According to statistics from the NHTSA (National Highway Traffic Safety Administration), the average driver is involved in a car accident about once every 17.9 years. Fortunately, not all of these accidents result in life-or-death scenarios rife with mangled metal and crushed vehicles. Some of them are minor accidents, so minor in fact that drivers may wonder if they even need to report them.
You may have experienced a fender bender in a parking lot or at a traffic light, that little jolt to your car, the dreaded bump into an immovable object as you slowly back out of your parking spot.
These minor accidents can make your heart sink because of all of the hassle that is sure to follow. Perhaps you are already late for work or for picking up your children; now you have to wait for the police and spend time on the phone with your insurance company.
But what if the other driver suggests that neither of you reports the accident? Is this a good idea? In a word — NO.
Reporting to the police
In Indiana, you are required to report an accident to the police if any of the following conditions are met:
- Any person is injured or killed: This is a no-brainer. Of course, you will phone 911!
- Any person is trapped: This also needs no deliberation. Call 911 immediately.
- Property damage exceeds $1,000: This condition is more difficult. How do you know how much the damage is going to cost? (A tip– car repairs always cost more than you think they will.)
- If public property is damaged (other than the two vehicles involved in the collision). For example, if a guard rail is bent or a mailbox is dented, you must report it.
- If the driver can’t be found (for instance, if his or her car has been left unattended). Intentional failure to report this to the property owner or police is a Class B misdemeanor in Indiana
- If your insurance requires it
Reporting to your insurance company
- Every insurance company requires that you report any accidents to them. The only exception to this is if you cause minor damage to your own car on your own property – no one else’s vehicle or property is involved.
- The practice of informing your insurance company will help you from being hit with unexpected claims down the road — just when you have assumed that the fender bender was a far-off memory in your rearview mirror
- Often people do not realize that they have been injured until days or weeks after an accident. Also, sometimes unscrupulous drivers who swore to you at the scene that they wouldn’t report the accident think better of it when they get home and make a claim. If you haven’t informed your own insurance company (or obtained a police report), you could end up in a terrible financial situation.
- Sometimes it may look as if the only damage is an insignificant scratch, barely worth mentioning. However, you may realize later that your car is pulling to the side and that the alignment has been thrown off in your “minor” accident.
What to do if you are in a minor accident:
- Stop the car. (It is illegal to leave the scene of an accident).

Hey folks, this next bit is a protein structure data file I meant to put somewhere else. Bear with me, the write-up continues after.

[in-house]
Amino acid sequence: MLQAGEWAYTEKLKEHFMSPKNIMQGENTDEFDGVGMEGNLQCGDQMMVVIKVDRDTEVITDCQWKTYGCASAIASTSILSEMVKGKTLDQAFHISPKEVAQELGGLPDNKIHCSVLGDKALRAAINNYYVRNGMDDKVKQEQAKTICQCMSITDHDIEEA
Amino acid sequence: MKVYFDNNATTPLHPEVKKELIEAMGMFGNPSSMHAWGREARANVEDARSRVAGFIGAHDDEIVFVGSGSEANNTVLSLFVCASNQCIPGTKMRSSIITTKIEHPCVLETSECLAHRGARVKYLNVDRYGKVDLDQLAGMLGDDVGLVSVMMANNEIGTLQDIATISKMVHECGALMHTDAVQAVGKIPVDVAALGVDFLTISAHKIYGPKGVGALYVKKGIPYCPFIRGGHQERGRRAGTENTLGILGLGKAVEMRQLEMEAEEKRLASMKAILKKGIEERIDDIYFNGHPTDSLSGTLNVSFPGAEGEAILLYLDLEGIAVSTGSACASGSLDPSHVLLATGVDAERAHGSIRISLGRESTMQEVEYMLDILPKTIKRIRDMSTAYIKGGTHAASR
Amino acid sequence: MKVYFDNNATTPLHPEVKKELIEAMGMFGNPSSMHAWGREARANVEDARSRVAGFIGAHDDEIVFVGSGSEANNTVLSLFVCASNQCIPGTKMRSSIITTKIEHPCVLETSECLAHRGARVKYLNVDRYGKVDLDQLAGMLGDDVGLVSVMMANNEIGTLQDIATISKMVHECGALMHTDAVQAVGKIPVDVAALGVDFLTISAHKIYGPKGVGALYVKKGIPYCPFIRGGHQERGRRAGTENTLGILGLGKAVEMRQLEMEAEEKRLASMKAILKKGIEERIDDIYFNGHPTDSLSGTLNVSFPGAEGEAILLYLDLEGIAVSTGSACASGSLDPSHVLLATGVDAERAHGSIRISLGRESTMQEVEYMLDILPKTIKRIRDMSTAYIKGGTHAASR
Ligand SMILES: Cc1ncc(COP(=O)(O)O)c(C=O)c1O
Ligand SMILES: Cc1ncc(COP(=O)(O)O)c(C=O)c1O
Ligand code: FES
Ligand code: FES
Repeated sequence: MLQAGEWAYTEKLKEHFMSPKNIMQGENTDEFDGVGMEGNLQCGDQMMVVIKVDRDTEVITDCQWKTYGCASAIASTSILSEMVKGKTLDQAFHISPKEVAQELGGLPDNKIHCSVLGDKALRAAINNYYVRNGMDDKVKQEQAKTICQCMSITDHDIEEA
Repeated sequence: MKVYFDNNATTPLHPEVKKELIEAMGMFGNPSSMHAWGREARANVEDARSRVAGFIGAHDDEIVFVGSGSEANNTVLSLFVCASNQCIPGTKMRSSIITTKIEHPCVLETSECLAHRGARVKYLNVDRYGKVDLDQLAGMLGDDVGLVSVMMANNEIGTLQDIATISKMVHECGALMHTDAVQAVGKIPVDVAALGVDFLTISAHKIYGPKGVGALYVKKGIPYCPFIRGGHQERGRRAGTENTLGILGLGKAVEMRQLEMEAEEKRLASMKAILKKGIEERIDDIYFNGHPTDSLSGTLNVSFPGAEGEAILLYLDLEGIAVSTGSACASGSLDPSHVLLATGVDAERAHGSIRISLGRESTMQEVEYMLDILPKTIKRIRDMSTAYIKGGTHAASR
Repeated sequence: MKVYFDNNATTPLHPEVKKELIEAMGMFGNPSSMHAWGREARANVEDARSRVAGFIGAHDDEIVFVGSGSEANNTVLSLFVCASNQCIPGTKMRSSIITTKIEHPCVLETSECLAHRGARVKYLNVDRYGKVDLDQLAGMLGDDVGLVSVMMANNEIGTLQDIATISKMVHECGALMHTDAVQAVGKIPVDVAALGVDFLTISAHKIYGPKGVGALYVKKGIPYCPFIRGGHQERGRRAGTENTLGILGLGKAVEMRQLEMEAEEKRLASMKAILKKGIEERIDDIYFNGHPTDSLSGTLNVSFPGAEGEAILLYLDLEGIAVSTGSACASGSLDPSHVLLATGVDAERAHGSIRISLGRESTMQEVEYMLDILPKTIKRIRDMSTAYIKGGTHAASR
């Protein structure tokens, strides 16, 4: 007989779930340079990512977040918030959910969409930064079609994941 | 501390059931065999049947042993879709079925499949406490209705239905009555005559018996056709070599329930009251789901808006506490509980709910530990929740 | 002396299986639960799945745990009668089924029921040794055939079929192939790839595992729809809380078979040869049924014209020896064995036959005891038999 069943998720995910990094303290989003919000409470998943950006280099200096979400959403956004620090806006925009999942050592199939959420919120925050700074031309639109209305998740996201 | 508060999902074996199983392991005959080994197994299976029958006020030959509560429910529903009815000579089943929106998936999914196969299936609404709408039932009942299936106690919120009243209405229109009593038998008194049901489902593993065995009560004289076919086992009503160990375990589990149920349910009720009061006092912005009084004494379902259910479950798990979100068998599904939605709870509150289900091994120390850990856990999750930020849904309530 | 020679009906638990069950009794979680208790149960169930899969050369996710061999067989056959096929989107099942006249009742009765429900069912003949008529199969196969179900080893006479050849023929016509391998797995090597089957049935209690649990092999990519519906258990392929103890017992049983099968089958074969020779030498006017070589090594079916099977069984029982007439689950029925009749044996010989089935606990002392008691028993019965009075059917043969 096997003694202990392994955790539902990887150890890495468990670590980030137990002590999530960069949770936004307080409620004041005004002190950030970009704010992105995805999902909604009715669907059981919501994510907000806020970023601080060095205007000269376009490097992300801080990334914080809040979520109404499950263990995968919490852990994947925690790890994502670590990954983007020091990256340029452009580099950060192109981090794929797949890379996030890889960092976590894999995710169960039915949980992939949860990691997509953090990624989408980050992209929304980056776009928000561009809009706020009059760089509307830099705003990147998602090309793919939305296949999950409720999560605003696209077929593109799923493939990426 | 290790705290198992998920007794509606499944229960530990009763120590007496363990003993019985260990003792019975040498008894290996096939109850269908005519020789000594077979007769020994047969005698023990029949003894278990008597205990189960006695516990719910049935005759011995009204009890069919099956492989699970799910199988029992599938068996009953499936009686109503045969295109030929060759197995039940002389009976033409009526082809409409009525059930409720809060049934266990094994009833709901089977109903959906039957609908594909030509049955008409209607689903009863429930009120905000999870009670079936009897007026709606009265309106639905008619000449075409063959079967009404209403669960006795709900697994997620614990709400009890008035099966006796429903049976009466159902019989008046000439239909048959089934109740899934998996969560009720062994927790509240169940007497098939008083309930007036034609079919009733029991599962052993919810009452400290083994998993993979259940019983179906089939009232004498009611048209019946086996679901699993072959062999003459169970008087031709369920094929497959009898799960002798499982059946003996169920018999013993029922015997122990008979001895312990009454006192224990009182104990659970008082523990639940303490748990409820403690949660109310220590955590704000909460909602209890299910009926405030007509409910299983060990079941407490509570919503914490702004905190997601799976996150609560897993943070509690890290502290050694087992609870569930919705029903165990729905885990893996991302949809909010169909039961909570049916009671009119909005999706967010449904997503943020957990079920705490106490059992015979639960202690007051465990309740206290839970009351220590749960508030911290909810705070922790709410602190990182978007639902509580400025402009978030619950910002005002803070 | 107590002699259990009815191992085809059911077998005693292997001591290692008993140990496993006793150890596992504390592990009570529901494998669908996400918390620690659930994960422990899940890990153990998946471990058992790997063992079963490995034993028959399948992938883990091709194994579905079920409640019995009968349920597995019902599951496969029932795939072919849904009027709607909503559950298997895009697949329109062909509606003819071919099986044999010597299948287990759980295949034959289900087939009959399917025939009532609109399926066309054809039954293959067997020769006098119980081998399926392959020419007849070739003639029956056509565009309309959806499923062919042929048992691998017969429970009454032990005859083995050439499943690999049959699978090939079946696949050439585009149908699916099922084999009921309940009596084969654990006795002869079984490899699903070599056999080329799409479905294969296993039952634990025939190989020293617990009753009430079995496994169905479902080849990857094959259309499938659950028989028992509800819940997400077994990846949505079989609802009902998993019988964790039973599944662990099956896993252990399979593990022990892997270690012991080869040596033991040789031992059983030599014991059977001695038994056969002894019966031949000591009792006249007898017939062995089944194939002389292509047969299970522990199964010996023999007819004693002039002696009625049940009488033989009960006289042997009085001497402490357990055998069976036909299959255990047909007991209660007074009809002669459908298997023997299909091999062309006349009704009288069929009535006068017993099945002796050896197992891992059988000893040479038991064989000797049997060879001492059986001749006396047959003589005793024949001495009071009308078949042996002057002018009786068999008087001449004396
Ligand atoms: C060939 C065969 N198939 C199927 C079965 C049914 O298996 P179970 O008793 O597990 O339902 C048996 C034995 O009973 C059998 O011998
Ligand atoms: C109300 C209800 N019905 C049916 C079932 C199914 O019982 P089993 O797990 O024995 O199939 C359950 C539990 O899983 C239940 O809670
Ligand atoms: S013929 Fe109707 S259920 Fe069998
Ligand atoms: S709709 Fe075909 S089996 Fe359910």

- If everyone is uninjured and your vehicle seems only slightly damaged, get to the shoulder of the road out of traffic. Put your hazard lights on.
- Call 911 to report the accident. You need the police responder to be a neutral third party and to file a police report.
- If you can safely do so, take pictures of the accident scene, the vehicles, and the license plate of the other driver.
- Exchange insurance information with the other driver. Do not admit fault, but keep your temper and don’t make accusations either.
- You will want the following information (for some of it, you could use your phone to take pictures of the other driver’s license and insurance details): Name, address, phone number, email address, date of birth, driver’s license number, and expiration date, insurance company policy number and contact information, license plate number of the other car, witness contact information.
- When the police arrive, give facts only, no suppositions. Ask for a copy of the accident report (this will take a couple of days to get to you, but you will need it for your insurance company).
- Call your insurance company.
- See a doctor if necessary.
An accident that seems like no big deal can turn into a huge deal after the fact. Protect yourself from claims that come out of the blue from the other driver or from the expenses of injuries or damage to yourself or your car that you didn’t realize at the time.
Indiana is a modified comparative negligence state. As long as a party involved in the accident is not more than 50% at fault for the accident, they can recover compensation for any damages or injuries they suffer. The catch is that whatever compensation you receive will be reduced by your percentage of fault.
Keep in mind the fact that in Indiana, the statute of limitations is two years. Under Indiana Code section 34-11-2-4, you have two years from the date of your car accident to file a personal injury lawsuit against an at-fault driver.
Filing injury claims for a car accident in Indianapolis can be a complex and confusing process. Even in a minor car accident, details, claims, and accusations can get out of hand. Injuries may not be apparent until weeks or even months after the crash. At Crossen Law Firm, we have the skills and knowledge necessary to effectively negotiate with insurance companies to obtain maximum compensation.
Call us at 317-401-8626 for a free consultation. Or contact us online.